In the beginning, there was a bar. This bar was called “À la Cour Royale” (At the Royal Court). It was located at the top of rue d’Assaut. Some people say that it already existed in the 1840’s! It will become “À la Mort Subite” (At the Sudden Death) through a series of events and anecdotes that we will tell you here …
At the Royal Court
At the beginning of the 20th century, the place was taken over by Théophile Vossen. At that time, it was mainly frequented by professionals who gravitated around the National Bank, a stone’s throw away. They used to spend long hours there waiting for the counters to open or for an event requiring their intervention at the bank. Thus, brokers, cashiers, stockbrokers and many others, killed time by paying themselves tours of Gueuze. And by playing dice….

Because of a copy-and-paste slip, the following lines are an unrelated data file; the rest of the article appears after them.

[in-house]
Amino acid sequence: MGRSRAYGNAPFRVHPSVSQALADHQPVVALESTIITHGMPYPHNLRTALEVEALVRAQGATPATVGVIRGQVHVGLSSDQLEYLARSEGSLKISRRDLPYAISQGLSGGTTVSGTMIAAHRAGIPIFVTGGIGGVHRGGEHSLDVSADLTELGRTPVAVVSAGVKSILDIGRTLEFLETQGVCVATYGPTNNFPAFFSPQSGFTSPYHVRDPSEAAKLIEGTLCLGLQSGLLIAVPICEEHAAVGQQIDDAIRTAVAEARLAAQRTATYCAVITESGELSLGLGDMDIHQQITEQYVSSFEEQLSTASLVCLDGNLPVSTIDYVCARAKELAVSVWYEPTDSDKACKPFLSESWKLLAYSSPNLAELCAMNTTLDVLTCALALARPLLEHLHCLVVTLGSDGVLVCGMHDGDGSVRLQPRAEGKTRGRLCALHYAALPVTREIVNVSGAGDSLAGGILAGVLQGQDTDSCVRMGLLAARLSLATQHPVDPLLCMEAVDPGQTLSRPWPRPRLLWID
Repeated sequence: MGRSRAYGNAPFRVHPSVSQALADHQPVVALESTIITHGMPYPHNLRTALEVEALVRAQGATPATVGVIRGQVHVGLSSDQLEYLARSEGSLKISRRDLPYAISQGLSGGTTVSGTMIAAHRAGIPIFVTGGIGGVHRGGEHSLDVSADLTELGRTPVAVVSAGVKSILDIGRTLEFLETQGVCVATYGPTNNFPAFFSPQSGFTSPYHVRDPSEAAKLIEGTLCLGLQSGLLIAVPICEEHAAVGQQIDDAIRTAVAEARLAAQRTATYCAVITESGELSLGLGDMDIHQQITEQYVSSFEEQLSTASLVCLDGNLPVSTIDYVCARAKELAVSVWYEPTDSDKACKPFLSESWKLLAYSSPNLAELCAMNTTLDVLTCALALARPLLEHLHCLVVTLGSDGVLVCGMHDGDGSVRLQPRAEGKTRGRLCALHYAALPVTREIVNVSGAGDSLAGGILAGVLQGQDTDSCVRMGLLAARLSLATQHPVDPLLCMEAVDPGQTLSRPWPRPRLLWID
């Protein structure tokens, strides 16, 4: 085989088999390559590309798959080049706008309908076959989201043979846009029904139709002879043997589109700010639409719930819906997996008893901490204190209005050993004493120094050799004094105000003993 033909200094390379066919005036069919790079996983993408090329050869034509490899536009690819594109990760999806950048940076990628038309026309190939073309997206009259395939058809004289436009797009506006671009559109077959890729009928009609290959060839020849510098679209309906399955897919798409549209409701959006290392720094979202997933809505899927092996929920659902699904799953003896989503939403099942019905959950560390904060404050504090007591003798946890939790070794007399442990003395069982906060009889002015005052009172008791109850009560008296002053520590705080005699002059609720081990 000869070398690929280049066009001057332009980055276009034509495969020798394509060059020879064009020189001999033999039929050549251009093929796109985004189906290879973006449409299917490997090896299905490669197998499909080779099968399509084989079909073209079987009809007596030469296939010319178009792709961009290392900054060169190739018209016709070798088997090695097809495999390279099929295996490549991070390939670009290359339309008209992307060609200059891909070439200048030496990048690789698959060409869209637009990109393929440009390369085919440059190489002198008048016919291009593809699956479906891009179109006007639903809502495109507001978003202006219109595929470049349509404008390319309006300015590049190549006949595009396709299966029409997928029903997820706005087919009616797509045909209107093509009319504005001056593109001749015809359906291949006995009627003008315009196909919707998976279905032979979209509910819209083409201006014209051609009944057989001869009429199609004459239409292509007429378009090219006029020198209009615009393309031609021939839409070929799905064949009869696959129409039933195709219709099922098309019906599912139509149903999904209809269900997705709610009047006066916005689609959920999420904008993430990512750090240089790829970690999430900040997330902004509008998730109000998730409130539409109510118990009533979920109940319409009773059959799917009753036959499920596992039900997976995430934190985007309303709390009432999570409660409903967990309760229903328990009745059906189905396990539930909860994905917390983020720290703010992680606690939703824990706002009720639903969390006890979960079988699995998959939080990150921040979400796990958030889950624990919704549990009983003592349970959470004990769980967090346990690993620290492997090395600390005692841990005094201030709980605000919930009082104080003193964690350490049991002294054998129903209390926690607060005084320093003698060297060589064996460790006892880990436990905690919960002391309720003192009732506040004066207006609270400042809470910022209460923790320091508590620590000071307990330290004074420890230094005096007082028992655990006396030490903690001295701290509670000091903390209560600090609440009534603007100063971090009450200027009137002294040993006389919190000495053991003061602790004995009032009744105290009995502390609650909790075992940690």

The Pitjesbak, ancestor of the 421
Their favorite dice game was the Pitjesbak, now known as “421”. In each round, the loser was eliminated and the other players continued the game without him. The loser was called “The Dead” because he did not participate in the rest of the game at all. When time was running out and an event required urgent intervention by the Banker, the players would finish the game with a single roll of the dice. Do you see the deal coming? This variation of the game was called “Mort Subite” (Sudden Death).
Junction work, moving and name change
The establishment was nicknamed, ” À la Mort Subite ” in common parlance. Very soon, Théophile Vossen also gave the name “Mort Subite” to the beers he brewed in his brewery in the rue des Capucins. It was after the café was forced to move during the construction of the railway junction in 1928 that he officially took this name.
Today, the café “À la Mort Subite” is located on rue Montagne aux Herbes Potagères and is still run by the Vossen family. The dice game is a little less common, but excellent Gueuze and other Brussels products are still served there. With Brussels By Foot, we can organize a gourmet stop there during a guided tour with your group.